Delegating Work to Experts

Today I got to test what it is like to drive Southern California freeways in the rain.  It had been a while since I did this and I stupidly thought I needed a “booster shot”.  Aaaah! So. Cal is filled with idiots that don’t know what it is to slow down- even in driving rain with low visibility. The reason for the journey was to deliver both my “leather cone clutch” and our rare BRIGGS magneto to experts that both live and work in Orange, California.  The clutch (photo below) went to Mr. Bob Knaak (who has repaired hundreds of these clutches over the years) for a tune up on the little spring things that go around the perimeter of the clutch and push the leather out a bit.  If the leather gives out, that may get replaced too.

DSCN1787The “spring things” sit underneath the leather and the screw part goes through a little hole on the inside of the outside edge of the aluminum clutch plate.  You can see some of these that aren’t broken in the photo above. They have hex nuts on the ends of the screws for adjustment.

The “spring things” are shown in the photo below — after being pried out from under the leather. More about how these function etc. in the Leather Cone Clutch section of this website.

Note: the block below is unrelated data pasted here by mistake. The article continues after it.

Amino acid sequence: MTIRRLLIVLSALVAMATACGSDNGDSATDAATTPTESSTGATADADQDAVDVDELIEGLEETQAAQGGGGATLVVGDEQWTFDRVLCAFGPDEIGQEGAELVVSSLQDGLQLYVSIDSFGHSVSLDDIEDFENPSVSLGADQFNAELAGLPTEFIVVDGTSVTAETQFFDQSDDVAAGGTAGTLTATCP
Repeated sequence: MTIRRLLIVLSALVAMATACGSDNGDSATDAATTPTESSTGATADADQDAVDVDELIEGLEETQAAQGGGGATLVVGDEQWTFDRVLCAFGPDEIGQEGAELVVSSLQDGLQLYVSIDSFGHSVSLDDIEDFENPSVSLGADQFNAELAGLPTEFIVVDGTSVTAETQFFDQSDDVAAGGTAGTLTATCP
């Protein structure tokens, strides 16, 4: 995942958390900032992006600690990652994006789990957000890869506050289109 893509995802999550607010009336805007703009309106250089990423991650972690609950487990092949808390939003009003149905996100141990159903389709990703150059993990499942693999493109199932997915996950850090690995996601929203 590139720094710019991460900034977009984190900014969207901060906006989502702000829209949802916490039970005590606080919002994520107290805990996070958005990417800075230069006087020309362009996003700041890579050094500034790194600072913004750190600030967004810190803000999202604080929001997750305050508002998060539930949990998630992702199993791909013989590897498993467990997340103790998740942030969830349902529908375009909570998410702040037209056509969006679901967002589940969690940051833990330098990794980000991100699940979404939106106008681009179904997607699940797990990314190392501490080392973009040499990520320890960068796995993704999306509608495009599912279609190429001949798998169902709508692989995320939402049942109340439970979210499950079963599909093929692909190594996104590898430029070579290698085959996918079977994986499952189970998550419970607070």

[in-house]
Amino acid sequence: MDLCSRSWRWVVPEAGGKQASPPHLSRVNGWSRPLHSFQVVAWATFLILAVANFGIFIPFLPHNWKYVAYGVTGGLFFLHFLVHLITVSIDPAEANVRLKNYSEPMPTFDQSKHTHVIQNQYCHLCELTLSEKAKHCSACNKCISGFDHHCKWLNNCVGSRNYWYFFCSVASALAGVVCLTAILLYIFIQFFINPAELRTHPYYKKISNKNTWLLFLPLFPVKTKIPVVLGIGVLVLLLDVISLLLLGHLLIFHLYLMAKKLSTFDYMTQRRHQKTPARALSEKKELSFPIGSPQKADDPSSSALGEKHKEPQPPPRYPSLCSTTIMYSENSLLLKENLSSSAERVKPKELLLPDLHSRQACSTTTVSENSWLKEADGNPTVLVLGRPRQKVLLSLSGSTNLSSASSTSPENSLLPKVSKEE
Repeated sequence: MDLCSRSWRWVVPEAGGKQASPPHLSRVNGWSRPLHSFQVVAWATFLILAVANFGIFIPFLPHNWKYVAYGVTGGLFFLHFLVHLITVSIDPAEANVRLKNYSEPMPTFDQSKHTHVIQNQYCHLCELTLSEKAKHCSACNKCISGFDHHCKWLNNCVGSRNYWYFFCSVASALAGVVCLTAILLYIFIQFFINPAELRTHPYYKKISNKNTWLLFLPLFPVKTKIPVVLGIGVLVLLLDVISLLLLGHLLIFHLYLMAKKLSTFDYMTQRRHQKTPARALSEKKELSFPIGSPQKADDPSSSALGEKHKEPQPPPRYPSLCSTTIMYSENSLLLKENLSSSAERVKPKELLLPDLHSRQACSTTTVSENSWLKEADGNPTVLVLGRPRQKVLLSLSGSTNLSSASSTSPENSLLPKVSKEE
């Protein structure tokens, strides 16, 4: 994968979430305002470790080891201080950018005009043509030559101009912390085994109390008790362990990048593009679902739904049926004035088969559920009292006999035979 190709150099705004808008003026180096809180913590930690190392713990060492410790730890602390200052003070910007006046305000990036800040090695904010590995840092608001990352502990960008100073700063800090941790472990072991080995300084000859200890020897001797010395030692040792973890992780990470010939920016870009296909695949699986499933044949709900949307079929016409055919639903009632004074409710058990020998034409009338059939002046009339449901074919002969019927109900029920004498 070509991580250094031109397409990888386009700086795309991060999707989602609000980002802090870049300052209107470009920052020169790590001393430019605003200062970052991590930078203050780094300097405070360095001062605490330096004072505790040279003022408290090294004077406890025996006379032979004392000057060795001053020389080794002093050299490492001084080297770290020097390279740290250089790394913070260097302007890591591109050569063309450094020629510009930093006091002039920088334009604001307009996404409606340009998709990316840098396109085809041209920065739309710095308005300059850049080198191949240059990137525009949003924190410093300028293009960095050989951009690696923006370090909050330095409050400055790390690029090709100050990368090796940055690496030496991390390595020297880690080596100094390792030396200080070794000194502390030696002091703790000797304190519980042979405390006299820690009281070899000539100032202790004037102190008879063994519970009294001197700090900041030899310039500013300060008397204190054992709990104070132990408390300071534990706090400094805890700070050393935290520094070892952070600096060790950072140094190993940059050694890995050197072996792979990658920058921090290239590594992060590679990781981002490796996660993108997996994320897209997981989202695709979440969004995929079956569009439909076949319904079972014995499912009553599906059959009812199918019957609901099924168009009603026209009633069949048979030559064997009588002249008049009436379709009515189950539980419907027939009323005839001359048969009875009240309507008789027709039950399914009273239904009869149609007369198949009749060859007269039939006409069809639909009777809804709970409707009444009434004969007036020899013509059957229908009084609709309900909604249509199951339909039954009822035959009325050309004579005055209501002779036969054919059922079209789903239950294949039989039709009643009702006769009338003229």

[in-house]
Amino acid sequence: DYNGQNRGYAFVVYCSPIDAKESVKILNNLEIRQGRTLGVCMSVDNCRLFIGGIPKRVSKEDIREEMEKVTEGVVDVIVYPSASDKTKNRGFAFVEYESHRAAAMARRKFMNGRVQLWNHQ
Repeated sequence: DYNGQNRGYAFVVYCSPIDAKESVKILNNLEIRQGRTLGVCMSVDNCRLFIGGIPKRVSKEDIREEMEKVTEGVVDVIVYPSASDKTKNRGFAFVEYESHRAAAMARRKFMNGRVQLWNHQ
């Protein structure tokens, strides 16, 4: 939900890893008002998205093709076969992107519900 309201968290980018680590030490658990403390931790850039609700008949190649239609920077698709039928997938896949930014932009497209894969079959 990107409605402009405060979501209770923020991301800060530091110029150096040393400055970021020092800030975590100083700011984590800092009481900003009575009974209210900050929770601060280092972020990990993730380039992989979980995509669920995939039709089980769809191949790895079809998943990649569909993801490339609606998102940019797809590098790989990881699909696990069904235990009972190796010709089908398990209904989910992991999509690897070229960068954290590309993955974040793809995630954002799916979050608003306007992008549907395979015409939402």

I also got to visit Mr. Carl Bloom who is known as a magneto expert and has an amazing shop filled with all sorts of meters, gauges and sundry electronic stuff. Not quite like Dr. Frankenstein’s lab— but impressive nevertheless.  Carl has done many magneto repairs but my BRIGGS will be a first for him. The magneto is essentially a generator with a distributor or commutator on the end to distribute the spark to the spark plugs.  Ours needed to be checked out and tuned up so that when I get ready to start the Michigan, it is sparking in all the right places with sufficient juice.   I look forward to getting word back from both gentlemen on their progress towards returning these parts of the Michigan to proper working order.

The Briggs Magneto ignition and coil box (no keys — just a big switch):


The magneto itself looks like this:

Out of the car:








In the car, below:






Leave a Reply

Your email address will not be published. Required fields are marked *